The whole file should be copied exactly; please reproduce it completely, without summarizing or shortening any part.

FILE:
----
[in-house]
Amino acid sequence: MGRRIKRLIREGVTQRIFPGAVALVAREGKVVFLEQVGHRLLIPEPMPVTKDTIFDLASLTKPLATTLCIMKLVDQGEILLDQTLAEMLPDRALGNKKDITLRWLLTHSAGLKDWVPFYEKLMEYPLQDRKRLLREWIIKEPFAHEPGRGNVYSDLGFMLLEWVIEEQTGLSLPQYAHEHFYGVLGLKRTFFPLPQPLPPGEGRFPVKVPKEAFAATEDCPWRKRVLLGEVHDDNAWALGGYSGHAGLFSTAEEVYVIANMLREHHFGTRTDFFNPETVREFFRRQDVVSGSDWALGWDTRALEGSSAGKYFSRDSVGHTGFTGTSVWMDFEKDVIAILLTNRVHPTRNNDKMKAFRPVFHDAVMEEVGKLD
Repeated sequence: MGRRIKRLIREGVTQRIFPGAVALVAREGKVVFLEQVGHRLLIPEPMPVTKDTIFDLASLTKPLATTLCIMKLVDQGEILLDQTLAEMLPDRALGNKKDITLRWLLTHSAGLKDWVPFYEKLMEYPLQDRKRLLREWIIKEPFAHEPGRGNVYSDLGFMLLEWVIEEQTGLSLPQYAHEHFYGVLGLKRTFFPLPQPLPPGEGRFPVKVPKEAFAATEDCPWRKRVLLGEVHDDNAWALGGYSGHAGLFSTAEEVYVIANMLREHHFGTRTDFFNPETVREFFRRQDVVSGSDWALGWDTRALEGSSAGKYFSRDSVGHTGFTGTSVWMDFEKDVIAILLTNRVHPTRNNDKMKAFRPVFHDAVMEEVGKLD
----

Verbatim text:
[in-house]
Amino acid sequence: MGRRIKRLIREGVTQRIFPGAVALVAREGKVVFLEQVGHRLLIPEPMPVTKDTIFDLASLTKPLATTLCIMKLVDQGEILLDQTLAEMLPDRALGNKKDITLRWLLTHSAGLKDWVPFYEKLMEYPLQDRKRLLREWIIKEPFAHEPGRGNVYSDLGFMLLEWVIEEQTGLSLPQYAHEHFYGVLGLKRTFFPLPQPLPPGEGRFPVKVPKEAFAATEDCPWRKRVLLGEVHDDNAWALGGYSGHAGLFSTAEEVYVIANMLREHHFGTRTDFFNPETVREFFRRQDVVSGSDWALGWDTRALEGSSAGKYFSRDSVGHTGFTGTSVWMDFEKDVIAILLTNRVHPTRNNDKMKAFRPVFHDAVMEEVGKLD
Repeated sequence: MGRRIKRLIREGVTQRIFPGAVALVAREGKVVFLEQVGHRLLIPEPMPVTKDTIFDLASLTKPLATTLCIMKLVDQGEILLDQTLAEMLPDRALGNKKDITLRWLLTHSAGLKDWVPFYEKLMEYPLQDRKRLLREWIIKEPFAHEPGRGNVYSDLGFMLLEWVIEEQTGLSLPQYAHEHFYGVLGLKRTFFPLPQPLPPGEGRFPVKVPKEAFAATEDCPWRKRVLLGEVHDDNAWALGGYSGHAGLFSTAEEVYVIANMLREHHFGTRTDFFNPETVREFFRRQDVVSGSDWALGWDTRALEGSSAGKYFSRDSVGHTGFTGTSVWMDFEKDVIAILLTNRVHPTRNNDKMKAFRPVFHDAVMEEVGKLD